Joyce, Steven 1950- (Steven James Joyce)

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Joyce, Steven 1950- (Steven James Joyce)

PERSONAL:

Born December 13, 1950, in Green Bay, WI; married October 29, 1983; wife's name Mary T. (a lecturer in French); children: Alexander, Genevieve, Brendan. Ethnicity: "Irish/German American (Caucasian)." Education: Attended University of Santa Maria, Arequipa, Peru, 1972-73; St. Norbert College, B.A. (cum laude), 1973; attended Lawrence University, 1974-75; Purdue University, M.A., 1980; University of North Carolina at Chapel Hill, Ph.D., 1983. Religion: Roman Catholic. Hobbies and other interests: Soccer, skiing, writing.

ADDRESSES:

Home—Mansfield, OH. Office—317 Ovalwood, Ohio State University, 1680 University Dr., Mansfield, OH 44906. E-mail—[email protected]

CAREER:

Ohio State University, Mansfield, associate professor of German, 1987—.

AWARDS, HONORS:

Fulbright awards, 1987, 1992, 1996.

WRITINGS:

Transformations and Texts: G.B. Shaw's "Buoyant Billions," Camden House (Columbia, SC), 1988.

Contributor to books, including East-Central European Traumas and a Millennial Condition, edited by Zbigniew Bialas and Wieslaw Karjka, Columbia University Press (New York, NY), 1999; and Alchemization of the Mind: Literature and Dissociation, edited by Zbigniew Bialas and Krzysztof Kowalczyk-Twarowski, Peter Lang (Frankfurt, Germany), 2003. Contributor of articles and poetry to periodicals, including Red River Review, Kimera: Journal of Fine Writing, Minimus, International Quarterly, Romanic Review, Seminar: Journal of Germanic Studies, Comparatist, Independent Shavian, New Germanic Studies, and International Journal of the Humanities.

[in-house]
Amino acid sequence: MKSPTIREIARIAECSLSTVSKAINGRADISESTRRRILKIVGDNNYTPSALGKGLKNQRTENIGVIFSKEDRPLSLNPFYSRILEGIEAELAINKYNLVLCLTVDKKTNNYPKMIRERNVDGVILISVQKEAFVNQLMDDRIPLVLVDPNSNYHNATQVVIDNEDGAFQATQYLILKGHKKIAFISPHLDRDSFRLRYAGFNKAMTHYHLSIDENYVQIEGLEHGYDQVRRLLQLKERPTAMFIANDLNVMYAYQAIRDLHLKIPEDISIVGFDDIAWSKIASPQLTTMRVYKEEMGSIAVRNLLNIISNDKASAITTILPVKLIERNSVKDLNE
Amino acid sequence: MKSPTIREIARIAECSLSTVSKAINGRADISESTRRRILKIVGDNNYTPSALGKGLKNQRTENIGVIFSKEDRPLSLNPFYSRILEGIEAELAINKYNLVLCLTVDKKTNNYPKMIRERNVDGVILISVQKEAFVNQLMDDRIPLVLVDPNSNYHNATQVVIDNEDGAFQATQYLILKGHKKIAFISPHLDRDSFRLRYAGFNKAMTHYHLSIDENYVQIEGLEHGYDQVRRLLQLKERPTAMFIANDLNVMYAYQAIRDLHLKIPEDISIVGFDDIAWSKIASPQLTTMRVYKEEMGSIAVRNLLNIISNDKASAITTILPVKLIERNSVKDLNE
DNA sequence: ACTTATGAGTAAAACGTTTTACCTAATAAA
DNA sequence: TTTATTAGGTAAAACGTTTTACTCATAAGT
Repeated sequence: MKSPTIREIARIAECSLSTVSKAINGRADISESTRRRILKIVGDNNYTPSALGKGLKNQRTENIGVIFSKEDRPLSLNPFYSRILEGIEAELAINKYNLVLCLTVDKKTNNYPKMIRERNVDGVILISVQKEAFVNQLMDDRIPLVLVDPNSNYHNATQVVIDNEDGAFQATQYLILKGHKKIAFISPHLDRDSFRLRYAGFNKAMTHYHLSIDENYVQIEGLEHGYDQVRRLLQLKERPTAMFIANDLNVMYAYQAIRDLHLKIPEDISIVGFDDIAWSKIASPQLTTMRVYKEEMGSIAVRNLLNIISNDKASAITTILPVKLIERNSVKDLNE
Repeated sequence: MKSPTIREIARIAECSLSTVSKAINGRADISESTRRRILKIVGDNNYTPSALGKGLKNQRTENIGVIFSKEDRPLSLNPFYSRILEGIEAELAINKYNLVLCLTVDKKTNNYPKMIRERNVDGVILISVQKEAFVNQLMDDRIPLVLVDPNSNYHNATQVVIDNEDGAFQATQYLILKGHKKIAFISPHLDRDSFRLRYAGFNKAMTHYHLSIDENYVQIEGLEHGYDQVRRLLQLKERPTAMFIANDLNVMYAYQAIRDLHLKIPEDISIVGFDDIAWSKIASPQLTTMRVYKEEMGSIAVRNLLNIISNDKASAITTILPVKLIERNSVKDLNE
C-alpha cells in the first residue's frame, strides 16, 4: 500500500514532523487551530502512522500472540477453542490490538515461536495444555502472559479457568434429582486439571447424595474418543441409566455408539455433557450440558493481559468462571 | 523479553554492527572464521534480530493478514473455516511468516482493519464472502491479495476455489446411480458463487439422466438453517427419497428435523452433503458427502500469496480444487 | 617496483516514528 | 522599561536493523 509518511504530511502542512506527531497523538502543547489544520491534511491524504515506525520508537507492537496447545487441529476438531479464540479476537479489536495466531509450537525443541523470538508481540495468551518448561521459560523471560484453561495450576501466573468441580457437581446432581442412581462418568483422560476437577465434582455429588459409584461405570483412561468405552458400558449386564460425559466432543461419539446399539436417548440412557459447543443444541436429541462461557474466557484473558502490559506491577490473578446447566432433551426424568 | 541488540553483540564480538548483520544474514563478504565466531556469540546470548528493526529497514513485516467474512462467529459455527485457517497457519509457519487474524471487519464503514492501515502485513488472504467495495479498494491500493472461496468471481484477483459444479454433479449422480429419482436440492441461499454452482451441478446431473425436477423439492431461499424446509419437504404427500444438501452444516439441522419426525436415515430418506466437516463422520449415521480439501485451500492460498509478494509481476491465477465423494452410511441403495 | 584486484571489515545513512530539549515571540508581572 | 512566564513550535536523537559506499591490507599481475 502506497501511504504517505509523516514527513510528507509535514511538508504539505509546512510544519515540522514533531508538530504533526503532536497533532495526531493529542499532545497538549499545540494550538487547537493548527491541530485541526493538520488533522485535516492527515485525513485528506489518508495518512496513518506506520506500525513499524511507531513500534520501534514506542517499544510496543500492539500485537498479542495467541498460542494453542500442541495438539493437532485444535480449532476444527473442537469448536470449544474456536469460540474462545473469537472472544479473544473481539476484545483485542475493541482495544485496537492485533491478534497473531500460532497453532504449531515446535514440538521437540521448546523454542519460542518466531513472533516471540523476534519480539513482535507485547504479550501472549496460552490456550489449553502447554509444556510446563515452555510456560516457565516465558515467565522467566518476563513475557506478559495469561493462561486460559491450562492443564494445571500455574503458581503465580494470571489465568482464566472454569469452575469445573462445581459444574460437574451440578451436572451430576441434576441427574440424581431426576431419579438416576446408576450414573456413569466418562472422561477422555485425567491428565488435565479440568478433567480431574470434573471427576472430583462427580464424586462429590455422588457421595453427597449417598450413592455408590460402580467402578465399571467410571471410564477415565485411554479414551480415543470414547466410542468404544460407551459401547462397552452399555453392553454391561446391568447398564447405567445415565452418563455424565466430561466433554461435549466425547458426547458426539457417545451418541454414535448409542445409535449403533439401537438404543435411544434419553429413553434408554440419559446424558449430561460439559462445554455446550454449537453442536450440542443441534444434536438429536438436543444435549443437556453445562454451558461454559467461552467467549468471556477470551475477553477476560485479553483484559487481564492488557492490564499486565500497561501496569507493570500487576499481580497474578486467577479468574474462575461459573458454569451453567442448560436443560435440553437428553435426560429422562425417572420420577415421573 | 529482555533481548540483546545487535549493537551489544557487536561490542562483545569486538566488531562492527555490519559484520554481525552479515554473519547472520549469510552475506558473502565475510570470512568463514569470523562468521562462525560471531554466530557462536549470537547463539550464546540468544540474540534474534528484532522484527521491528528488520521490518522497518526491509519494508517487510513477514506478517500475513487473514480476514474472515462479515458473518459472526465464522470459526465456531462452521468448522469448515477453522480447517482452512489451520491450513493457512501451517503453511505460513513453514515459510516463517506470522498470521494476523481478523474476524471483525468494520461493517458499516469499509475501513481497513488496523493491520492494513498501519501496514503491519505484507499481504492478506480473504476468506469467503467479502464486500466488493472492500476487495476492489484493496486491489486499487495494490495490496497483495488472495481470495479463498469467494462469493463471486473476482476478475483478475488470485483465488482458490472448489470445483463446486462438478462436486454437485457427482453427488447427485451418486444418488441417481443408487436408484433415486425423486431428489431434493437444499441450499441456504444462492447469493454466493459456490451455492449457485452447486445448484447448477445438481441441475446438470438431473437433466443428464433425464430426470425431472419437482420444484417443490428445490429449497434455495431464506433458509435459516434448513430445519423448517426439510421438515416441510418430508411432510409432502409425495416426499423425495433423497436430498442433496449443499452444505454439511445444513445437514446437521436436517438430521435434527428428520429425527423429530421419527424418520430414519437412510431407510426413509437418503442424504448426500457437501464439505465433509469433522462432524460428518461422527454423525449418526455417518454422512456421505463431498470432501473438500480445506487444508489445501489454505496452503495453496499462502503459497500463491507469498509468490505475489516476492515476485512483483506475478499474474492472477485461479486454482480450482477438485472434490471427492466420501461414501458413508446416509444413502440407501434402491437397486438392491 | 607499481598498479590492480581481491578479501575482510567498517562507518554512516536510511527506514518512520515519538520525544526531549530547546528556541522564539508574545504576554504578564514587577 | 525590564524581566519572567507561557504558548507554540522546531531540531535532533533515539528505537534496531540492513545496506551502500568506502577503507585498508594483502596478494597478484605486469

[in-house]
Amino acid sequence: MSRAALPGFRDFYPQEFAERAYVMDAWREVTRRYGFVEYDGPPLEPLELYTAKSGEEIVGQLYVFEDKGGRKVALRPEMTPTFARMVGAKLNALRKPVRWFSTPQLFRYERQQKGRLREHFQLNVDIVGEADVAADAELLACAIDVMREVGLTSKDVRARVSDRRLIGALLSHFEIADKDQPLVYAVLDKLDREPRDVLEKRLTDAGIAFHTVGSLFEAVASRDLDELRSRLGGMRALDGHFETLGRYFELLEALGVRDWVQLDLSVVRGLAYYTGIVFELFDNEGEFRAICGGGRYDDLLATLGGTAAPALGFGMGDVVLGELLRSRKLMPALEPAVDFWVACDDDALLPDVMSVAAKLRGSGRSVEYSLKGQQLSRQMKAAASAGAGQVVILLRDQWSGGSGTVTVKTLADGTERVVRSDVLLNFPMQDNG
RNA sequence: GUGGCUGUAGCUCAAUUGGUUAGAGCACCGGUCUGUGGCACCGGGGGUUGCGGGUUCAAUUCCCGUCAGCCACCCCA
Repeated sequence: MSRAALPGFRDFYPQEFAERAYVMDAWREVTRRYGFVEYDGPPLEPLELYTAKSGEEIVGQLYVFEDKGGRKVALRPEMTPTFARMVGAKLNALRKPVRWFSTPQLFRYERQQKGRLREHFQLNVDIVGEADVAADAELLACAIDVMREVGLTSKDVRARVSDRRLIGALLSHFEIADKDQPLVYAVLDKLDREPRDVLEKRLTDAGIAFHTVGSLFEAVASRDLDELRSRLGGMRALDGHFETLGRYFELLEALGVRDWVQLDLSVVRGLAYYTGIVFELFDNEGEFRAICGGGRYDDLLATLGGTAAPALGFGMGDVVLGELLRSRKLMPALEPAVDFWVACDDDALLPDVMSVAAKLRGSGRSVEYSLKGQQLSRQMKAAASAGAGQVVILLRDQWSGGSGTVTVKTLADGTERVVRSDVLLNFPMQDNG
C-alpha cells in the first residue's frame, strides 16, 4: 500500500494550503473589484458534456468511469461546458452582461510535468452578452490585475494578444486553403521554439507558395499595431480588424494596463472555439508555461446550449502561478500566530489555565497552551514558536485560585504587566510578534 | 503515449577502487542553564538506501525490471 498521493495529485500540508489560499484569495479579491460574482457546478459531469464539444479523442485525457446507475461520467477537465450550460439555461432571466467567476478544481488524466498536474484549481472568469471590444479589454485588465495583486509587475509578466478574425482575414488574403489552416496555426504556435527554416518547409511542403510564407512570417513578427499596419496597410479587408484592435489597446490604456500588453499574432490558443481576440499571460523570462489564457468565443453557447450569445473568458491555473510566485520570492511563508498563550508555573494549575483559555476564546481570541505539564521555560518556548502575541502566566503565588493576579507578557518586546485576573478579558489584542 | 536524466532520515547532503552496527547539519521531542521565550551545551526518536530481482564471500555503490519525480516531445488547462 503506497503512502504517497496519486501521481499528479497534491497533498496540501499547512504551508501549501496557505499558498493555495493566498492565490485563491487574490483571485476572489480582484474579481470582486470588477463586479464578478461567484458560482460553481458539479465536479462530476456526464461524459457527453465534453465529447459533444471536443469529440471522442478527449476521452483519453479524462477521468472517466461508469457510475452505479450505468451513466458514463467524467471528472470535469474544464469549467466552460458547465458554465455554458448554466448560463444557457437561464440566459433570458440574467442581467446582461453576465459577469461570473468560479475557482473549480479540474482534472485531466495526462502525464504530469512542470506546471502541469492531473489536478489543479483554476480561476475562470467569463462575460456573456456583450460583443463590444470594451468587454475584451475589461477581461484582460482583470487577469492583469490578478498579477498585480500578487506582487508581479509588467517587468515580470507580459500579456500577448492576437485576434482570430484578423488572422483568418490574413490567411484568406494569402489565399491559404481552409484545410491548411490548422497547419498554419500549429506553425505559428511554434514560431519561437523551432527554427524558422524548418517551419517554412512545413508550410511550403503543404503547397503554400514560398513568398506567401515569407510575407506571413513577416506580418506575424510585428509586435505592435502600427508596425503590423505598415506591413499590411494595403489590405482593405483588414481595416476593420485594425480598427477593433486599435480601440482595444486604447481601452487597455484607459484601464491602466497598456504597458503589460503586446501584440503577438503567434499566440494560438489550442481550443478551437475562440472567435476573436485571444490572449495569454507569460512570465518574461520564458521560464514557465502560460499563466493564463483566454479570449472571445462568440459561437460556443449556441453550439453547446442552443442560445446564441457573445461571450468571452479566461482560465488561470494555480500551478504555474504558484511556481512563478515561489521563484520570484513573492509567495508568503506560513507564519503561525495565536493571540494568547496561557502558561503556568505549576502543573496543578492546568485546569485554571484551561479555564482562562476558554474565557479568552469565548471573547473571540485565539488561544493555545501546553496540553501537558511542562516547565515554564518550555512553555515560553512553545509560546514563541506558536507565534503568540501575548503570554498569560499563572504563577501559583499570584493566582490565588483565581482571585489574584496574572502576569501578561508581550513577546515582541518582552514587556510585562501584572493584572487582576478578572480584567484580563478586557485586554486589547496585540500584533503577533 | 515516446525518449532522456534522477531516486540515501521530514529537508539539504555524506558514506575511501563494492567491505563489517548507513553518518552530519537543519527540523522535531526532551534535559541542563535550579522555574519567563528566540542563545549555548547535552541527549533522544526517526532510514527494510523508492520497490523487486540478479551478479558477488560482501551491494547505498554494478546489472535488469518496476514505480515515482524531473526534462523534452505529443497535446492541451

SIDELIGHTS:

Steven Joyce told CA: "I tend to write to attempt to express what seems to be just beyond the reach of articulation. I have written a small book of poetry in addition to the more academic articles that focus on German literature and in particular Austrian writer Thomas Bernhard and German writer Judith Hermann. The book of poetry is really a kind of academic aside—a way of overcoming the feeling of disconnectedness as well as a means of bringing a kind of order to the disorder of lived life. The success of this is less important than the activity itself, which at some point becomes a kind of necessity with cathartic results.

"When I write academic articles, I tend to revise often and look to seek the correct expression as well as the apt phrase and lilting rhythm. My tendency is to overload sentences with meaning by way of making the sentence speak more to its expressive purpose. However, I have to say that writing itself, while on the one hand therapeutic, also poses dangers, especially if it becomes obsessive and solipsistic. Literary history bears this out more or less, but personal experience does likewise.

"I have chosen Thomas Bernhard as the focus of my scholarly work because he enacts what I believe is the purpose of literature, and that is in accord with the Latin dictum that literature be both pleasing and didactic. Bernhard has been a literary pariah in Austria for years and to some extent continues to be so. However, he remains that voice of Socratic criticism that forces both society and individual to undergo oftentimes painful self-examination in order to ‘correct’ and realign oneself to the truth."

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Joyce, Steven 1950- (Steven James Joyce)

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